Believing in conspiracy theories is rather like having been to a grammar school: both are rather socially awkward to admit. Although I once sat next to a sister-in-law of the Duke of Norfolk who agreed that you can’t believe everything you read in the newspapers, conspiracy theories are generally considered a rather repellent form of intellectual low-life, and their theorists rightfully the object of scorn and snobbery. Writing in the Daily Mail last week, the columnist Melanie Phillips even attacked conspiracy theories as the consequence of a special pathology, of the collapse in religious belief, and of a ‘descent into the irrational’. The implication is that those who oppose ‘the West’, or who think that governments are secretive and dishonest, might need psychiatric treatment.
In fact, it is the other way round. British and American foreign policy is itself based on a series of highly improbable conspiracy theories, the biggest of which is that an evil Saudi millionaire genius in a cave in the Hindu Kush controls a secret worldwide network of ‘tens of thousands of terrorists’ ‘in more than 60 countries’ (George Bush). News reports frequently tell us that terrorist organisations, such as those which have attacked Bali or Istanbul, have ‘links’ to al-Qa’eda, but we never learn quite what those ‘links’ are. According to two terrorism experts in California, Adam Dolnik and Kimberly McCloud, this is because they do not exist. ‘In the quest to define the enemy, the US and its allies have helped to blow al-Qa’eda out of proportion,’ they write. They argue that the name ‘al-Qa’eda’ was invented in the West to designate what is, in reality, a highly disparate collection of otherwise independent groups with no central command structure and not even a logo. They claim that some terrorist organisations say they are affiliated to bin Laden simply to gain kudos and name-recognition for their entirely local grievances.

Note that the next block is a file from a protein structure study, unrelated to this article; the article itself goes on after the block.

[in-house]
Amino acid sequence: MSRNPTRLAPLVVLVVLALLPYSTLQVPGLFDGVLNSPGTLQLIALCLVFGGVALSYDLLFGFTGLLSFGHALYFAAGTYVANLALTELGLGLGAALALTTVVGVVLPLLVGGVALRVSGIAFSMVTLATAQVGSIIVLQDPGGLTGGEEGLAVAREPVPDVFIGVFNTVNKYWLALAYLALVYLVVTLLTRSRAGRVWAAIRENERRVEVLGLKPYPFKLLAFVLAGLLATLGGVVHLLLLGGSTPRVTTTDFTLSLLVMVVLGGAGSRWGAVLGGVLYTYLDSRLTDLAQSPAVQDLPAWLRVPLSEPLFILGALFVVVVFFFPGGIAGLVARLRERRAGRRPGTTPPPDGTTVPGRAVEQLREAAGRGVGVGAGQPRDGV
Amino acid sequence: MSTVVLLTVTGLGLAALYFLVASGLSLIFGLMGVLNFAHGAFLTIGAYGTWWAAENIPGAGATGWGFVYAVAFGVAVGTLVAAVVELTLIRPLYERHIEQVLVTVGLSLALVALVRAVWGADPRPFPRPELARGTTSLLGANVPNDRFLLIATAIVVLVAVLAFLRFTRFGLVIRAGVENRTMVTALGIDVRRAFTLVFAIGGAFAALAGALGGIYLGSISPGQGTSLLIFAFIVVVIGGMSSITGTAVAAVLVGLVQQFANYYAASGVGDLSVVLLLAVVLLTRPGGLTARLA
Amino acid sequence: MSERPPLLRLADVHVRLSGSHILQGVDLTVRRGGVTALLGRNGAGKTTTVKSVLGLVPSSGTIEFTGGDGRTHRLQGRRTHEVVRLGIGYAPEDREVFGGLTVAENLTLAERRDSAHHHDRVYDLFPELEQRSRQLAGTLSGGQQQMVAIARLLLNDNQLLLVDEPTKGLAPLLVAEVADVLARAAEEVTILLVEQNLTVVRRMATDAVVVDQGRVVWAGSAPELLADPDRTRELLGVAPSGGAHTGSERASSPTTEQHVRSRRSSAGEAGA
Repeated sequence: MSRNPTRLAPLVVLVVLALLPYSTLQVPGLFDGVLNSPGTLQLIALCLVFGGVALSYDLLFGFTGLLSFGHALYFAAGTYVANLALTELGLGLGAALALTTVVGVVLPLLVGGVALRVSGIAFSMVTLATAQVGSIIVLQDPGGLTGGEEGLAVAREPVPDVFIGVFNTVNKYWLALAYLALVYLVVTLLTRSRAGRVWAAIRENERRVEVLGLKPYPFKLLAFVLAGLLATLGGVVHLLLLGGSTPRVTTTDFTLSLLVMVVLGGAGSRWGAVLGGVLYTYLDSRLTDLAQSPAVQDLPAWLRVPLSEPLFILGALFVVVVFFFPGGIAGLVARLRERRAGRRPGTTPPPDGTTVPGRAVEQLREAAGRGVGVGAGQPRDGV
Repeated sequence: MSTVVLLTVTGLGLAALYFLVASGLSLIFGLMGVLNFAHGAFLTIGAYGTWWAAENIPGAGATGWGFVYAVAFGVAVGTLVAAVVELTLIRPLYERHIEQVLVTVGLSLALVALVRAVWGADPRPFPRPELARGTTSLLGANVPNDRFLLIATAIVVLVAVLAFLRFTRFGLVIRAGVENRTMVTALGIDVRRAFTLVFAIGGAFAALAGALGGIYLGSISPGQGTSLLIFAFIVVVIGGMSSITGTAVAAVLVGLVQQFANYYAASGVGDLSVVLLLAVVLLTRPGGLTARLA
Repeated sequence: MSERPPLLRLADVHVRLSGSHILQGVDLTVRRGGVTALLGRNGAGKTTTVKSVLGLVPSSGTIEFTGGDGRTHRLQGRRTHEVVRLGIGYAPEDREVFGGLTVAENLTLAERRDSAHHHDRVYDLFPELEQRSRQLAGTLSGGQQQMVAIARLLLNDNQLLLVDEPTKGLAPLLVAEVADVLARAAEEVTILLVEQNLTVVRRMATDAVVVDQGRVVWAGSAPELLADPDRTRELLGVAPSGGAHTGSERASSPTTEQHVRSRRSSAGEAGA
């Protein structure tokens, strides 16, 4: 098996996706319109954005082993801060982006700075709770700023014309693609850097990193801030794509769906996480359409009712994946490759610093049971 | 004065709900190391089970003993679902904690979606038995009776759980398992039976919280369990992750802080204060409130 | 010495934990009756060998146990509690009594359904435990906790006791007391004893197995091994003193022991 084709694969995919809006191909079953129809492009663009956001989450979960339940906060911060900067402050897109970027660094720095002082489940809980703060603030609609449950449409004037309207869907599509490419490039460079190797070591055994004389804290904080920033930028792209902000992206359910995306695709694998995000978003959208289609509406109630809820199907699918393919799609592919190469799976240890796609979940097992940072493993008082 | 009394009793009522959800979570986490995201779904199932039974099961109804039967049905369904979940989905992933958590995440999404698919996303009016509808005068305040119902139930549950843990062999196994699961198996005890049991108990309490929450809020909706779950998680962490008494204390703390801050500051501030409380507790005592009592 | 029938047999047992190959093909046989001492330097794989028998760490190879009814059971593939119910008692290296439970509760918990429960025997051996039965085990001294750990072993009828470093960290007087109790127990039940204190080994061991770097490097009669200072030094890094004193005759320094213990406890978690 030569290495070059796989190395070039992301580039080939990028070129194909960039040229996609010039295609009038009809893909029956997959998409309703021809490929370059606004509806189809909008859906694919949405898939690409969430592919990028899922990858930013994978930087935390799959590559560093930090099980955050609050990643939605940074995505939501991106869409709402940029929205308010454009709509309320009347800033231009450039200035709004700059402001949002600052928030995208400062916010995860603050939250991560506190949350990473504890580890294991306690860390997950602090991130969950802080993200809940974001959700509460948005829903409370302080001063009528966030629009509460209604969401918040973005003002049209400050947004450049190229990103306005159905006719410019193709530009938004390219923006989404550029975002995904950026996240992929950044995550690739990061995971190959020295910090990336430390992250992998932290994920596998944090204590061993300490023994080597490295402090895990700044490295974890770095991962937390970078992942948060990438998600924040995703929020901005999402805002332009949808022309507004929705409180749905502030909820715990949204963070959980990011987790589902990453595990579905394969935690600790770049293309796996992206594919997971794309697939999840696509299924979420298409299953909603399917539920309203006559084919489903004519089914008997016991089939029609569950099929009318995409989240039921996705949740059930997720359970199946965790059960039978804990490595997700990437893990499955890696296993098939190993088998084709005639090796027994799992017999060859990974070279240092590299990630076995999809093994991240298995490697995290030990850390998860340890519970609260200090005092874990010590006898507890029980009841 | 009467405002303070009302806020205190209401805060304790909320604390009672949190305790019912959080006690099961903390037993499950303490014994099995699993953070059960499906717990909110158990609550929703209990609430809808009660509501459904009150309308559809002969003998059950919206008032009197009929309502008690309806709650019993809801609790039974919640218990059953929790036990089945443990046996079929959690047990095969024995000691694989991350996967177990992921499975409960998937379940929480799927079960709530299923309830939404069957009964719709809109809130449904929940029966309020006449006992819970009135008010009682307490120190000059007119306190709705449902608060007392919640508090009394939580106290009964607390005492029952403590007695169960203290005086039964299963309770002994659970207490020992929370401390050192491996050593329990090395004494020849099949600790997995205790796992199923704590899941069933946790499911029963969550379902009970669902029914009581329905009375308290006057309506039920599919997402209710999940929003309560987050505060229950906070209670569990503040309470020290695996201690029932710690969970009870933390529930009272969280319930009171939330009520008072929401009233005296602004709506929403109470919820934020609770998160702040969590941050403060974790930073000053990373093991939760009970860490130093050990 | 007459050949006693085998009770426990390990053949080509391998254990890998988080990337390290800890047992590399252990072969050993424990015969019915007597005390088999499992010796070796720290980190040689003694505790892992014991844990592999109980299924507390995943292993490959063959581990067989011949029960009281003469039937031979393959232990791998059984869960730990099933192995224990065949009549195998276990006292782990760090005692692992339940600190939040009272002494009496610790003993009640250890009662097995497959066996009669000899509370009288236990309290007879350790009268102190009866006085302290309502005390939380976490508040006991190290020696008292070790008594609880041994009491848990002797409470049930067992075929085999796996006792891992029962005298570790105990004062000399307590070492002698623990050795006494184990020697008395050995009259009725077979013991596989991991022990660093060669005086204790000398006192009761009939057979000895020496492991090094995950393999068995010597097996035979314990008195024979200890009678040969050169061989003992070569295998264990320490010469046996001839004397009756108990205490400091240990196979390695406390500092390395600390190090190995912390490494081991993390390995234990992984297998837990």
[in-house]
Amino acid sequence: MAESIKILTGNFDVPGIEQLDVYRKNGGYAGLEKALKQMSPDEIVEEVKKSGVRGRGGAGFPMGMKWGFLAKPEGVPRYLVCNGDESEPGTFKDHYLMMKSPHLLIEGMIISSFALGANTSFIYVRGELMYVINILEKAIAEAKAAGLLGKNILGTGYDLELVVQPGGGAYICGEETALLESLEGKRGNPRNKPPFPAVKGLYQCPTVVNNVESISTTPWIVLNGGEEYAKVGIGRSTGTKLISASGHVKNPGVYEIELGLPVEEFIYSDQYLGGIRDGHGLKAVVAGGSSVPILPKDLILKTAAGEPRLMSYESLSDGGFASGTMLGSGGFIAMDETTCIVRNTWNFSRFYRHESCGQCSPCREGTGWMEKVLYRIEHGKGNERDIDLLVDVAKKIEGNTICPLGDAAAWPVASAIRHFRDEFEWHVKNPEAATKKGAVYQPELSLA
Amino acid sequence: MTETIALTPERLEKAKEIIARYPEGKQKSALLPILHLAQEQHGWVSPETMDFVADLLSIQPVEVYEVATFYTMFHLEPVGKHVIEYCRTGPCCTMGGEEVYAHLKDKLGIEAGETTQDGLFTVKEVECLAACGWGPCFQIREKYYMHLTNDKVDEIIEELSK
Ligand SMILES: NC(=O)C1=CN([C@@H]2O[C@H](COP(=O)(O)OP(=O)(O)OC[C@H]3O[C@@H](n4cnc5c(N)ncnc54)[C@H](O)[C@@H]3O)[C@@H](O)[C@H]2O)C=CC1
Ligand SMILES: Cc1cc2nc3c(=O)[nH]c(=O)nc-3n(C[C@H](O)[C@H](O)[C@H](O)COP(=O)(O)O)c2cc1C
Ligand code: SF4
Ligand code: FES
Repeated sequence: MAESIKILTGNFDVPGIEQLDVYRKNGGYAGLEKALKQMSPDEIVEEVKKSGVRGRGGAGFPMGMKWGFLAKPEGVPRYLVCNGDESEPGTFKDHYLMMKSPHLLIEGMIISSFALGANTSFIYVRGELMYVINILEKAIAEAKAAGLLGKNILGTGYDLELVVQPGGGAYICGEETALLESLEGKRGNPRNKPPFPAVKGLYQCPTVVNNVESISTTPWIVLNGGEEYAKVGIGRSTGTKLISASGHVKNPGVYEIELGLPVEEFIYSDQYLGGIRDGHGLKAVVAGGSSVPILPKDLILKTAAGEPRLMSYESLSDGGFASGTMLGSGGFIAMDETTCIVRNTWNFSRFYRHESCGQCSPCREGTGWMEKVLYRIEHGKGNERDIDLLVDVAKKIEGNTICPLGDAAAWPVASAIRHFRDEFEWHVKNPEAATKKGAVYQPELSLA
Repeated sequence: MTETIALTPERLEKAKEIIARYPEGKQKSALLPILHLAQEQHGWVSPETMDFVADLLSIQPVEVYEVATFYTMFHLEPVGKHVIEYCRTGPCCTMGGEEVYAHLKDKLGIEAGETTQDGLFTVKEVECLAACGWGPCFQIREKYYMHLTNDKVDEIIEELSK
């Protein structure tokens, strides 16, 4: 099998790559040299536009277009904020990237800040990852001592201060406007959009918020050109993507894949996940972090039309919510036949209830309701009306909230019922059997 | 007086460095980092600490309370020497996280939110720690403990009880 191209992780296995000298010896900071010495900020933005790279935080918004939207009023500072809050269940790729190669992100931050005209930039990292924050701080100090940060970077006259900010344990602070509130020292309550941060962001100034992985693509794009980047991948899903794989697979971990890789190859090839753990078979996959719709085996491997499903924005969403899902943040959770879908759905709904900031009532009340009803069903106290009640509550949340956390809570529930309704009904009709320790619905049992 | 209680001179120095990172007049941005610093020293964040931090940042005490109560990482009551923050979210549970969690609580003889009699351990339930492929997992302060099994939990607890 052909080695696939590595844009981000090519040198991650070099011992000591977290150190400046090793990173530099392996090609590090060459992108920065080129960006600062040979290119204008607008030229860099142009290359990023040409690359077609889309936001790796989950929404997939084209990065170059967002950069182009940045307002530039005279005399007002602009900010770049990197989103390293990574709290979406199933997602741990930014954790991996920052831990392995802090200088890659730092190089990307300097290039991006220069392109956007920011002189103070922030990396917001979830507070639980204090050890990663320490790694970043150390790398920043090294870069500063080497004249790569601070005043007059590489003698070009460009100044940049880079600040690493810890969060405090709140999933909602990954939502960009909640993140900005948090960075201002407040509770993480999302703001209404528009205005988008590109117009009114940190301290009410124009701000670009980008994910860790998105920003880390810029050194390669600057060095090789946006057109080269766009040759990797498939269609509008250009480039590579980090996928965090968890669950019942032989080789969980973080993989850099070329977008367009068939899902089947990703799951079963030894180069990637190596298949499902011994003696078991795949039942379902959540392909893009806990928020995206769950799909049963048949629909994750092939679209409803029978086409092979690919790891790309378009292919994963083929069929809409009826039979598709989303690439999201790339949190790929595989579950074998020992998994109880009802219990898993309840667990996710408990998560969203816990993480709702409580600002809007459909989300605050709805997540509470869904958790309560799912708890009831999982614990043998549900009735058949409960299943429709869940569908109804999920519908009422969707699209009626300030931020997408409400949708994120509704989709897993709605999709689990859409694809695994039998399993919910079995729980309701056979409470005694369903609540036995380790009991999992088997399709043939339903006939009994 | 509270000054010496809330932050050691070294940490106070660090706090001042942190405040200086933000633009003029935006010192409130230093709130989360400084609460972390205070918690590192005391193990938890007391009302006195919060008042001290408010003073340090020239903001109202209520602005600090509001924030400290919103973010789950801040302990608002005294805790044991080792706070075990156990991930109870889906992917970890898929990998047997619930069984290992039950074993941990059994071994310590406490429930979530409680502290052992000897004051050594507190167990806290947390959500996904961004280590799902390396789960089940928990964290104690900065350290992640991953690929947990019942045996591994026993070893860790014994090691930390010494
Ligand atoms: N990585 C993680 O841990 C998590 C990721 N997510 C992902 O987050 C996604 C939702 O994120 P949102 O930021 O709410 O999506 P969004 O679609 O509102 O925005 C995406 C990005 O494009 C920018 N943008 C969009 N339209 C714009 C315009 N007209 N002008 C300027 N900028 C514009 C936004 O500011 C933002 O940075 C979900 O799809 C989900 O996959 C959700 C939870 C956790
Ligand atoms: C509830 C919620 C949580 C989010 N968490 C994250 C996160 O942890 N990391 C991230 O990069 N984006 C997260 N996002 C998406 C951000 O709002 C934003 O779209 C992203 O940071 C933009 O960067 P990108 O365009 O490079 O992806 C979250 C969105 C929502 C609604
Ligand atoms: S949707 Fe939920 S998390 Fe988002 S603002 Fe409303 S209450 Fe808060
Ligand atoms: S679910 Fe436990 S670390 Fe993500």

By the same token, the US-led invasion of Iraq was based on a fantasy that Saddam Hussein was in, or might one day enter into, a conspiracy with Osama bin Laden. This is as verifiable as the claim that MI6 used mind control to make Henri Paul crash Princess Diana’s car into the 13th pillar of the tunnel under the Place de l’Alma. With similar mystic gnosis, Donald Rumsfeld has alleged that the failure to find ‘weapons of mass distraction’, as Tony Blair likes to call them, shows that they once existed but were destroyed. Indeed, London and Washington have shamelessly exploited people’s fear of the unknown to get public opinion to believe their claim that Iraq had masses of anthrax and botulism. This played on a deep and ancient seam of fear about poison conspiracies which, in the Middle Ages, led to pogroms against Jews. And yet it is the anti-war people who continue to be branded paranoid, even though the British Prime Minister himself, his eyes staring wildly, said in September 2002, ‘Saddam has got all these weapons ...and they’re pointing at us!’
In contrast to such imaginings, it is perfectly reasonable to raise questions about the power of the secret services and armed forces of the world’s most powerful states, especially those of the USA. These are not ‘theories’ at all; they are based on fact. The Central Intelligence Agency, the National Security Agency, the Office of Naval Intelligence, the National Reconnaissance Office, the Defense Intelligence Agency and other US secret services spend more than $30,000,000,000 a year on espionage and covert operations. Do opponents of conspiracy theories think that this money is given to the Langley, Virginia Cats’ Home? It would also be churlish to deny that the American military industry plays a very major role in the economics and politics of the US. Every day at 5 p.m., the Pentagon announces hundreds of millions of dollars in contracts to arms manufacturers all over America — click on the Department of Defense’s website for details — who in turn peddle influence through donations to politicians and opinion-formers.